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HomeTrendsISRO Mourns Loss of Scientist: Voice Behind Chandrayaan-3 Launch Countdown Passes Away

ISRO Mourns Loss of Scientist: Voice Behind Chandrayaan-3 Launch Countdown Passes Away

ISRO Mourns Loss of Scientist: Voice Behind Chandrayaan-3 Launch Countdown Passes Away

Valarmathi’s role in lending her voice to countdowns was symbolic of ISRO’s dedication and precision in its space missions. Her voice became synonymous with the anticipation and excitement of rocket launches, marking the beginning of journeys to space. Her sudden passing is a loss not only to ISRO but also to the broader space community, as her contributions were a part of the shared excitement that space exploration brings to humanity.

Chandrayaan-3‘s successful launch and landing on the Moon was a remarkable achievement for ISRO, and Valarmathi’s voice will forever be associated with that historic moment. Her legacy lives on through ISRO’s continued endeavors in space exploration and scientific discovery.

The successful landing of Chandrayaan-3’s Lander Module on the lunar surface marked a significant milestone for India and ISRO. It demonstrated the country’s capability to achieve precise lunar landings and explore the uncharted south pole of the Moon, an area of great scientific interest. Chandrayaan-3’s mission was a testament to India’s commitment to space exploration and scientific advancement, and it opened up new opportunities for lunar research and discoveries.

What we know about India's Chandrayaan 3 Moon landing mission

Valarmathi’s voice during the countdown announcement added to the historic nature of the mission, and her contribution will be remembered as part of this remarkable achievement.

ISRO’s decision to put the Pragyan rover to sleep is part of a planned operational strategy. By temporarily shutting down the rover, ISRO can conserve power and resources during the lunar night when temperatures plummet drastically. Lunar nights can last for about 14 Earth days, and during this period, the rover’s instruments and systems would be at risk of freezing or sustaining damage. By putting Pragyan into a hibernation-like state, ISRO can ensure its longevity and functionality for future lunar exploration once the lunar day begins and conditions become more favorable.

This approach allows ISRO to maximize the rover’s operational time on the lunar surface and continue its scientific investigations once it awakens from its slumber. It’s a well-thought-out strategy to ensure the success of the Chandrayaan-3 mission and gather valuable data from the Moon’s uncharted south pole.

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Turning off the payloads on the Pragyan rover is another part of ISRO’s strategy to conserve power and resources during the lunar night. Both the Alpha Particle X-ray Spectrometer (APXS) and the Laser Induced Breakdown Spectroscope (LIBS) are scientific instruments used to analyze and study the composition of lunar soil and rocks.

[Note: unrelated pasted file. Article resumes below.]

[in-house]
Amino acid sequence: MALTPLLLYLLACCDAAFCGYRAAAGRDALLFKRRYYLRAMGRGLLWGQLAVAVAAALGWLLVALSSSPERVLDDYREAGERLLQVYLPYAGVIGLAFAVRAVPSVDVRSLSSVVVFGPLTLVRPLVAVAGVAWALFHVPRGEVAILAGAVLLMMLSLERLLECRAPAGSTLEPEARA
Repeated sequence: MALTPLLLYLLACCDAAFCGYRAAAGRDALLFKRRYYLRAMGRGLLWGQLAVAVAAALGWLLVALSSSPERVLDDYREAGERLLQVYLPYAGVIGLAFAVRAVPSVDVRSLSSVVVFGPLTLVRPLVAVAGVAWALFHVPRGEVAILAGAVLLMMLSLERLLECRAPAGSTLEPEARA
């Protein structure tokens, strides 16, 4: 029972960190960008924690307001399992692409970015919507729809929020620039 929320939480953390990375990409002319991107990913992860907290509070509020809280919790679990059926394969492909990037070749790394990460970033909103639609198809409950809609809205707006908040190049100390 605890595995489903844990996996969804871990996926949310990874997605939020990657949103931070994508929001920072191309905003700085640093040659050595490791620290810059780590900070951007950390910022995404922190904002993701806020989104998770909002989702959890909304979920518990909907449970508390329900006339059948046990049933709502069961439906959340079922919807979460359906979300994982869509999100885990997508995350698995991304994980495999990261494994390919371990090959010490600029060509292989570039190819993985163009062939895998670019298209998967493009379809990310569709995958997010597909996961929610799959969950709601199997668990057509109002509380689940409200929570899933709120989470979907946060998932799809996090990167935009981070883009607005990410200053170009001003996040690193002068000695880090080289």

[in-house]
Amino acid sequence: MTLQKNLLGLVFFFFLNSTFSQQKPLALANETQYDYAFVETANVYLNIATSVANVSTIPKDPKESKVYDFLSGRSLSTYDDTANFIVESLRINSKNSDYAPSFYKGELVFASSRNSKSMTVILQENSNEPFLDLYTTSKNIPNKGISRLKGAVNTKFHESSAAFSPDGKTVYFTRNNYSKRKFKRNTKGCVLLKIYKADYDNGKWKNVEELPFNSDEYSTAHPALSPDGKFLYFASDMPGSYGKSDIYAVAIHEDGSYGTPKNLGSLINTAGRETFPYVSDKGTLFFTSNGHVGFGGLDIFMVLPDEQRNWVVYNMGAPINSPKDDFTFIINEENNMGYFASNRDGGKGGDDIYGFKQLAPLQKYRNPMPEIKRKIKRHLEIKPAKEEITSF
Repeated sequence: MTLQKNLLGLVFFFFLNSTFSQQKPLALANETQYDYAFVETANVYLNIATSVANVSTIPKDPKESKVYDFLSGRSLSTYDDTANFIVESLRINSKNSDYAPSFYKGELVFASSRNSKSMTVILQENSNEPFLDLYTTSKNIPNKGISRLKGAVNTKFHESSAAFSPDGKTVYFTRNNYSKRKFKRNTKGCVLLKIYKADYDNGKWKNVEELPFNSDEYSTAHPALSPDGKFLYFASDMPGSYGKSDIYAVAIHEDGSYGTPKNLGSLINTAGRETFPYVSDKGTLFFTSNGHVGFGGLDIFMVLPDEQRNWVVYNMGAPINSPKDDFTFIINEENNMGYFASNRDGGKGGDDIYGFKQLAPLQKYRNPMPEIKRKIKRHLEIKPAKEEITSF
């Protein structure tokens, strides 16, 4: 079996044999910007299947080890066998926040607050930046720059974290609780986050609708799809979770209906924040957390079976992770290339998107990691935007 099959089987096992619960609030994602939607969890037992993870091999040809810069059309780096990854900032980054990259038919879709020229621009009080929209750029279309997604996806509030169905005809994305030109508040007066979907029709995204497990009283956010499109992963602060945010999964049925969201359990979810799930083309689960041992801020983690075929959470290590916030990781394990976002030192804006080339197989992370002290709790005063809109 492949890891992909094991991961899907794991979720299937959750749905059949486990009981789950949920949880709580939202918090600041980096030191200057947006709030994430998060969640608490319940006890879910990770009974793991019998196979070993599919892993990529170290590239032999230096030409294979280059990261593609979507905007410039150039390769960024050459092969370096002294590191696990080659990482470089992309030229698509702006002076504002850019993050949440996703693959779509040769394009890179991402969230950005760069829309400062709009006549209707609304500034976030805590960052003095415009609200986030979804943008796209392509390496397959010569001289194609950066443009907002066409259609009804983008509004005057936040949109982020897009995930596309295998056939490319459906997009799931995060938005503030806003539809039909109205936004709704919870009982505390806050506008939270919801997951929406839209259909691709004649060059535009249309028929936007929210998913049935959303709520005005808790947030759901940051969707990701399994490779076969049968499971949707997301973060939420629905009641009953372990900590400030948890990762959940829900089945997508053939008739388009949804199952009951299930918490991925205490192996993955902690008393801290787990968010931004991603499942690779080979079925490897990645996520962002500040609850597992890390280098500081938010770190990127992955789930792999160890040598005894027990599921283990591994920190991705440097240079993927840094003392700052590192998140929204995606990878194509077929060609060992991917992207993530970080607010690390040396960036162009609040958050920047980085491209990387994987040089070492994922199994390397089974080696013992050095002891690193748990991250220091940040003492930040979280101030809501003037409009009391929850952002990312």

During the lunar night, the rover is not exposed to sunlight, which means its solar panels cannot generate power. To prevent the instruments from becoming too cold and non-operational during this period, ISRO shuts them down. Once the lunar day begins, and the rover’s solar panels can harness sunlight, the instruments can be powered on again to resume their scientific investigations.

This approach ensures that the rover’s instruments remain functional and ready for data collection when the lunar conditions are suitable, maximizing the scientific output of the Chandrayaan-3 mission.

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The Pragyan rover and Vikram lander were part of ISRO’s Chandrayaan-3 mission, which aimed to explore the lunar surface and gather important scientific data. The Alpha Particle X-ray Spectrometer (APXS) and the Laser Induced Breakdown Spectroscope (LIBS) payloads on the Pragyan rover played a crucial role in this mission.

The APXS is used to determine the elemental composition of lunar soil and rocks by bombarding them with alpha particles and analyzing the X-rays emitted in response. This helps scientists understand the types and amounts of elements present on the Moon.

On the other hand, the LIBS instrument uses lasers to create a plasma from the lunar surface, and the light emitted by the plasma is analyzed to identify the elements and minerals in the soil and rocks. This provides valuable information about the lunar geology and history.

Chandrayaan-3 | ISRO’s Chandrayaan-3 spacecraft begins 40-day journey from Sriharikota island ...

By working together, the rover and lander contributed to advancing our knowledge of the Moon’s composition and geological characteristics, enhancing our understanding of Earth’s natural satellite.

If the Pragyan rover is unable to awaken after being put to sleep, it will remain on the Moon’s surface as a permanent fixture. This is not uncommon in lunar missions, as many rovers and landers from various countries have been left on the Moon after completing their missions. These robotic explorers become historical artifacts and, in a way, serve as ambassadors of human exploration on the lunar surface. Their scientific instruments and data continue to contribute to our understanding of the Moon and its geological characteristics, even if they are no longer operational.

 

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